Marion ‘Joe’ Carstairs was the speedboat racer, doll-toting heiress, and ‘sexy, flat-chested’ eccentric who responded to rejection by occupying the margins of society, until she had built a Bahamian kingdom — a fantasy island — of her own. ‘I ran a country,’ she boasted.
In 1940 an American pilot landed his amphibious plane just off Great Whale Cay, an island in the west of the Bahamas, about 150 miles south-east of Florida. He didn’t stay long. A friend, a newspaper columnist, later reported: “He came back in a big hurry, reporting in some alarm that when he landed in the water a short, stock-built dame came popping out of the house on the cay with a double-barrelled shotgun in her dukes and dull menace in her lovely orbs.” The pilot had had a lucky escape from Marion ‘Joe’ Carstairs — a speedboat champion, cross-dressing lesbian, heiress to an oil fortune, and the ‘Queen of Whale Cay’. Later that year, a group of American tourists moored their schooner and rowed up to a beach on the island. They were met by a group of Bajan inhabitants, faces painted, machetes in hand, and Carstairs, waving her largest cutlass, and they were taken prisoner. The tourists were marched, hands bound behind their back, to the island’s lighthouse. Carstairs emerged, dressed as a ‘Great White Goddess’, and the locals danced and chanted around her. The tourists spent the rest of the night locked in the garage, and were released at dawn. No explanation or apology was supplied. “I don’t give a fuck about the law,” Carstairs said. Entrances and exits are all about relative motion, and Joe Carstairs was a specialist in motion. Her audience would be still, at ease, unaware, and she would hover dazzlingly, surprisingly, into view. In 1939 she sailed her schooner from the Bahamas to the Antibes, and past Marlene Dietrich’s private cove. Dietrich’s daughter recorded the scene. “At the helm, a beautiful boy,” she wrote. “Bronzed and sleek — even from a distance, one sensed the power of his rippling muscles of his tight chest and haunches … The first thought on seeing him had been ‘pirate’ — followed by ‘pillage’ and ‘plunder’.” As Carstairs came closer, though, “he turned from a sexy boy into a sexy, flat-chested woman”.
Carstairs preparing to cross the Atlantic in her speedboat, 1928 (Photo by Alinari/REX Shutterstock (547587a)
Sternly posing for the camera in 1932.
wearing a sharp suit and tie in 1941 (Photo by David E. Scherman/The LIFE Picture Collection/Getty Images)
Carstairs with her race team in front of her boat Estelle, 1928 (Photo by E. Bacon/Topical Press Agency/Getty Images)
At the wheel of a speedboat with Joe Harris and her pet cat, 1928 (Photo by Topical Press Agency/Getty Images)
Carstairs was “blithe, bold, courageous, unselfconscious, imperialist, impervious to social change,” Kate Summerscale writes in her excellent 1997 biography, The Queen of Whale Cay. Her life was one of entrances and exits, from one obsession to another, provoking admiration through her strangeness and self-confidence. Summerscale again: “Joe would walk into a room, head straight for the mirror and strike a pose, three fingers insider her jacket pocket, the thumb and little finger outside. ‘Marvellous,’ she exclaimed.” Born in London in 1900, she was “never a little girl. I came out of the womb queer.” Her legal father was Captain Albert Carstairs, a Scottish soldier; he may not have been her biological father. Her mother was Frances Evelyn Bostwick, an American beauty whose moods, according to Summerscale, “were fed by alcohol and heroin”. Evelyn, as she was known, had a string of lovers and husbands, some of whom Joe got on with. One, Count Roger de Périgny, adapted his racing car so that the teenage Joe could drive it. He also offered her cigars — as a favour, not punishment — and took her to a Parisian brothel. The last of Evelyn’s husbands, Serge Voronoff, was a Russian-French surgeon who transplanted monkey testicle tissue into humans in the early 1920s. He claimed his subjects were rejuvenated. Evelyn became his assistant, collaborator and even co-author on scientific papers. The experiments were a failure, and Carstairs despised Voronoff. Her idol was her grandmother, Nellie Bostwick: in Carstairs’s telling, Nellie was “rough, tough, she wanted her own way. She was a wonderful person … She had great power.” However, perhaps Carstairs made the same link that Voronoff did between vitality, youth and masculinity. She persuaded her grandmother to let her join the American Red Cross, aged just 16, to drive ambulances in the Great War. At school she had been tomboyish; based in Paris, she began to forge a new identity. She hung around on the fringes of a bohemian set and became infatuated with Dolly Wilde — Oscar’s niece — who introduced her to sex. “My God, what a marvellous thing,” Carstairs said. “I found it a great pity I’d waited so long.” News of her homosexual affairs reached her mother, who warned her to stop them and marry instead, or be cut off. Joe did marry: spitefully enough, a French aristocrat whom she believed her mother was seeing, and they split the dowry between them, parting ways straight after the wedding reception. Carstairs had scores of girlfriends over her lifetime (an album of her girlfriends contained 120 pictures) and did not underestimate her powers as a brilliant lover. “I was made to think so,” she said. “Everybody else thought so, so I thought so, too. I would have liked me.” But her only lifelong companion was a strange, small doll given to her by a lover. She dubbed him ‘Lord Tod Wadley’ and dressed him in Savile Row suits and Italian slippers. When Carstairs died, Wadley was also cremated, and their ashes buried together.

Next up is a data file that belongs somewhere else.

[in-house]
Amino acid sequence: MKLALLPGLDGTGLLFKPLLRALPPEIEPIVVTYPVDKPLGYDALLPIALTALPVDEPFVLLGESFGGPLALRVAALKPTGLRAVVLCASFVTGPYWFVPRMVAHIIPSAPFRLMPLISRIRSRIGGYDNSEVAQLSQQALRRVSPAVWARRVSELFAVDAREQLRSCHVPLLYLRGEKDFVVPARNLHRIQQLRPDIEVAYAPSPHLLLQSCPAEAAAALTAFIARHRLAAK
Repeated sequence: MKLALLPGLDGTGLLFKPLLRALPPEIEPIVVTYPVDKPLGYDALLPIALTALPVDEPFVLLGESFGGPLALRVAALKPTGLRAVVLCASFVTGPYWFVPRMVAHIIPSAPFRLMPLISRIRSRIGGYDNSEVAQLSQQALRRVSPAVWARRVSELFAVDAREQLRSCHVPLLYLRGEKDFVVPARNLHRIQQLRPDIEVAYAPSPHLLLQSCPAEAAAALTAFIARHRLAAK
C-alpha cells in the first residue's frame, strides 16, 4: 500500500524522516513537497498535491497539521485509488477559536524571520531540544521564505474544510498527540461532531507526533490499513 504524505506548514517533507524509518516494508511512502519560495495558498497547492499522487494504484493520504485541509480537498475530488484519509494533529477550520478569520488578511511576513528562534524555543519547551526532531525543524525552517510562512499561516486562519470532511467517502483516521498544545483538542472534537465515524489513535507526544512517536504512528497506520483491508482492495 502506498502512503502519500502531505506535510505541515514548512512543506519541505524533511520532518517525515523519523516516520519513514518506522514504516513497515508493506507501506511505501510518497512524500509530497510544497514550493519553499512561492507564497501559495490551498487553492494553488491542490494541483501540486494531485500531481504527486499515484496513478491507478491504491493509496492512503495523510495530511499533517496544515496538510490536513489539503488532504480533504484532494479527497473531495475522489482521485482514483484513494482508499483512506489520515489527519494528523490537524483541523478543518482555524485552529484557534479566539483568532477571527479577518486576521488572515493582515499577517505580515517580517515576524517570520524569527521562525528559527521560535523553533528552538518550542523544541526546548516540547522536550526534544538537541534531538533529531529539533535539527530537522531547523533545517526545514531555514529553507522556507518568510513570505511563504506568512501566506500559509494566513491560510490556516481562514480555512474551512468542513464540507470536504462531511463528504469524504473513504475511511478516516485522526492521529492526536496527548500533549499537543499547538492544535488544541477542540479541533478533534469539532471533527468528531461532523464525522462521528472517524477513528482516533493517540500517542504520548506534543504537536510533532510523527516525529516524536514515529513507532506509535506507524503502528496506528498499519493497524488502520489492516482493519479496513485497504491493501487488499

Riding her motorcycle in 1941 (Photo by David E. Scherman/The LIFE Picture Collection/Getty Images)
Carstairs proudly holding Lord Tod Wadley in 1928.